19 Aphrodisiac Foods to Spice Up Your Valentine’s Day
Sweet and spicy foods like chocolate, strawberries, and chili peppers get a lot of attention around Valentine’s Day for their so-called mood-enhancing properties. I have always found the aphrodisiac food theory suspect because I consume excessive amounts of hot sauce and not once has it inspired me to escort my husband to the bedroom.
While the power of aphrodisiac foods might be primarily that of suggestion (ahem, oysters), certain spices like cinnamon, cayenne pepper, and ginger can awaken the “love senses” by making your mouth tingle. Some even increase blood flow to the whole body, and if you passed the eighth grade health course, you know exactly what I mean.
With that in mind, here are 19 ways to spice up your Valentine’s Day with some real spice. No, these items alone probably won’t get you in the mood, but they won’t hurt the situation either, especially since we’re looking for a subtle spice, not “Oh my God, what have I done to my insides?”
Before you start cooking that spicy Valentine’s Day dinner, check the expiration date on your ground spices, smell them, and then examine the color carefully. Even though they technically haven’t expired, they have probably lost some of their punch. A good rule of thumb? If you bought a ground spice before the pandemic, now is the time to throw it away. Then refresh your spice cabinet with one of these heated spice sets.
Honey Mama’s Spicy Dark Cocoa Truffle Bar
Honey Mama’s Dairy Free Honey Sweet Chocolate Bars are a favorite of Epi and BA staffers for their dreamy texture and fun flavors. The Spicy Dark Cocoa Truffle bar combines cayenne and cinnamon for a pleasant, but not overwhelming kick.
365 gingerbread cookies
Yes, I definitely recommend a box of store-bought cookies. These 365 Whole Foods Market Gingerbread Cookies are super crispy, perfectly spiced, and not too sweet. Arrange them on a pretty little plate or add them to your fancy cheese platter, then hide (recycle) the box, and enjoy.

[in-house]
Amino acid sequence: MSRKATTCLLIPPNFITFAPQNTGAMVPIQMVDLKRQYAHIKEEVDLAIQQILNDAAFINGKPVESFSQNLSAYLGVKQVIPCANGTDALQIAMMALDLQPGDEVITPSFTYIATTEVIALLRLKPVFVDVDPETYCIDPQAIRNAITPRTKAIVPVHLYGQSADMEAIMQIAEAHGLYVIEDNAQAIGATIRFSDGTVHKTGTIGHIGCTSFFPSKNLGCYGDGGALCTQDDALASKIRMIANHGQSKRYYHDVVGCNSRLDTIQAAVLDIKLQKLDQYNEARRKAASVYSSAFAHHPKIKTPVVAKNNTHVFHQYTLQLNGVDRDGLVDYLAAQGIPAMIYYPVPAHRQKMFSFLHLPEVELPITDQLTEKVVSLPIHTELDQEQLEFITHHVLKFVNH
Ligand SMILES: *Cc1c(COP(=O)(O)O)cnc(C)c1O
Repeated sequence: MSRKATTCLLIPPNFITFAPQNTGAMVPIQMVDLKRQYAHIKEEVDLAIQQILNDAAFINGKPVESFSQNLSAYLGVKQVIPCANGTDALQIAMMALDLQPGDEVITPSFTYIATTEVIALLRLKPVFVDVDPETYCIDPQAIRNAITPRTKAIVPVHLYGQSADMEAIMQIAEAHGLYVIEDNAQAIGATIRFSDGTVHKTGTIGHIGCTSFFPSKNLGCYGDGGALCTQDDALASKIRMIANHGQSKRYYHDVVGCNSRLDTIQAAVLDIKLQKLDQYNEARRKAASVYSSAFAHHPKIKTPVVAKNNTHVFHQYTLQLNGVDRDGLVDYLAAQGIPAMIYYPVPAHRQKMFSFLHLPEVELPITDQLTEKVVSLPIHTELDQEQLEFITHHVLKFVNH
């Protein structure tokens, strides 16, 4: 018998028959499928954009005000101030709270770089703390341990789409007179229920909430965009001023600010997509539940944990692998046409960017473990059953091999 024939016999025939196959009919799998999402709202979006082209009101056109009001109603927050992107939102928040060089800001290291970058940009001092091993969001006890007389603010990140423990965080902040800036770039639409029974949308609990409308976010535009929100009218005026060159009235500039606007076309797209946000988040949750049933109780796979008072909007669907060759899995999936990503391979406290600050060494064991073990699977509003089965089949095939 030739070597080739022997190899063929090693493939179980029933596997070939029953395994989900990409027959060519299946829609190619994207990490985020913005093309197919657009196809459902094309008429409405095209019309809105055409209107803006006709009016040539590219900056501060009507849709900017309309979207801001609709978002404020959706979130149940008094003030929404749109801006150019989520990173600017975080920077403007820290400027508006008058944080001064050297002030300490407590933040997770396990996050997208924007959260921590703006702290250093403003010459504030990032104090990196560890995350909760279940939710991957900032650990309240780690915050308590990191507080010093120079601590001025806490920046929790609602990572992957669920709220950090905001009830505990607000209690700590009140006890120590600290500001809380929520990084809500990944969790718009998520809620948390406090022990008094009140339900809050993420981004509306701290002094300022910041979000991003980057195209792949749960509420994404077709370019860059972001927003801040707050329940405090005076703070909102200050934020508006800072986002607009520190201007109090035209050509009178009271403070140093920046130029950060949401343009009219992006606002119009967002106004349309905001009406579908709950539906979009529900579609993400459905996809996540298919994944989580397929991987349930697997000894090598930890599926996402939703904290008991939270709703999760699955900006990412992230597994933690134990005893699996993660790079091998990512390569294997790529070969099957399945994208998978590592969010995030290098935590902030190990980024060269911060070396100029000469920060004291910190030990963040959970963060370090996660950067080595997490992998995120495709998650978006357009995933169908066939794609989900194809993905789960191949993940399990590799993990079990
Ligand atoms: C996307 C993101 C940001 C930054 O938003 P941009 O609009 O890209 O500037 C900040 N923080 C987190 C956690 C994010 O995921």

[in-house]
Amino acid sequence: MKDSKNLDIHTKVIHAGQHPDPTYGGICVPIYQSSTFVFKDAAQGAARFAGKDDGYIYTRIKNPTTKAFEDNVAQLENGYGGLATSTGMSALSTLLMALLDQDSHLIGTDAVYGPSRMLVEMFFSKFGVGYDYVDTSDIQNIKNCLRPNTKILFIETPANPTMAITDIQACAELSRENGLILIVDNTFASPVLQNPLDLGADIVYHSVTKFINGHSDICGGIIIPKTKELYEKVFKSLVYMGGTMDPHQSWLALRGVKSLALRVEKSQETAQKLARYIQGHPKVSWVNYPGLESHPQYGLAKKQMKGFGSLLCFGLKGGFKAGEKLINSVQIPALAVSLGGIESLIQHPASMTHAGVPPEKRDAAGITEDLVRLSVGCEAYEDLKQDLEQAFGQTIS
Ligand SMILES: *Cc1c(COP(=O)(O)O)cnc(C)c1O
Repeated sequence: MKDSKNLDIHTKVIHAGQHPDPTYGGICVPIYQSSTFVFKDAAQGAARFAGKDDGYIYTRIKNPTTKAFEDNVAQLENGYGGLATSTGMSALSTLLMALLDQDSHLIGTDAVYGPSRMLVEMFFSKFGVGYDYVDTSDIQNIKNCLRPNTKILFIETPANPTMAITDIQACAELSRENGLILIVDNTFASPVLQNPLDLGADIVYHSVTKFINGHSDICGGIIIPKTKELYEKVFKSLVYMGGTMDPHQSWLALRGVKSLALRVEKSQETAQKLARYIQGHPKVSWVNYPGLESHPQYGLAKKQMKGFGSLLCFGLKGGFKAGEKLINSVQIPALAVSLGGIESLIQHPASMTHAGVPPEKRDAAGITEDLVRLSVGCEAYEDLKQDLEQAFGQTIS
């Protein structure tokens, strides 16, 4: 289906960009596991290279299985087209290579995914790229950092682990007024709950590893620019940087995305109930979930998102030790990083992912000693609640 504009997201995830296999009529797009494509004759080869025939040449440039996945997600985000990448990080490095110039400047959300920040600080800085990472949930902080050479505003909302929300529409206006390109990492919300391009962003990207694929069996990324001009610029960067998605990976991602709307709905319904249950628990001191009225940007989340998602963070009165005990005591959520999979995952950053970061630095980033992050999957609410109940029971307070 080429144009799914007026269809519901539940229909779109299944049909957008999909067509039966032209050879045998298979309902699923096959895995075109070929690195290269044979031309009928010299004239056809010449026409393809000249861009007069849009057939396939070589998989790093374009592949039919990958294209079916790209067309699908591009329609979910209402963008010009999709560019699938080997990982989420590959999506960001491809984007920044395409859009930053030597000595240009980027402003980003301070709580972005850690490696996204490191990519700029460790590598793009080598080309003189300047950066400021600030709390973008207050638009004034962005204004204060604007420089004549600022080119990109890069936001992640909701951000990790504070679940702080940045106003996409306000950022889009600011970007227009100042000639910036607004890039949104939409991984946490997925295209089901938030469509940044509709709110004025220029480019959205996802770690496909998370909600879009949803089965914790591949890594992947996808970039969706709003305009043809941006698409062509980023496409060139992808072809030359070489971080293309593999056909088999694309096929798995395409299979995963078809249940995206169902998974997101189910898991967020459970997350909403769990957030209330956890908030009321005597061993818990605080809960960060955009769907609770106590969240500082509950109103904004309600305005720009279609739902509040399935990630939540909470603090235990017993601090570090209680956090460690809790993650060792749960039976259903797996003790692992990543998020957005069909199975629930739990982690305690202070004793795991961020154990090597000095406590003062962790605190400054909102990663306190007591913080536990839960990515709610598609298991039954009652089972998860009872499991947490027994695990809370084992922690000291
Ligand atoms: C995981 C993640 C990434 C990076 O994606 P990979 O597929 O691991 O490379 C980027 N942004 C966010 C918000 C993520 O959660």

Chocolove peppers and cherries in a dark chocolate bar
Chocolove dark chocolate bars are ubiquitous in grocery stores coast to coast, and that’s because they’re so damn good! Still, not all flavors are readily available — the Chiles & Cherries bar may be harder to find at your local Kroger than some of the other flavors, so ordering online is probably your best bet.
Old fashioned cinnamon candies
Cinnamon candies don’t get enough love from the over-14s, but these nostalgic candies will give you the same spicy feeling of a fancy chocolate bar with hand-picked chili peppers. And, sure, artificial coloring can temporarily give your mouth a cartoonish red tint, but you’ll also have good breath.
Spicy sauces and condiments
Brightland Ardor Chilli Olive Oil
As a general rule, we tend to steer clear of infused staples because they’re so easy to make in small batches at home, but Brightland’s Ardor Chilli Olive Oil is a nice finishing oil. which can add a spicy kick to almost any dish – without the garlic breath you might get from other spicy condiments.
Acid League Garden Heat Living Vinegar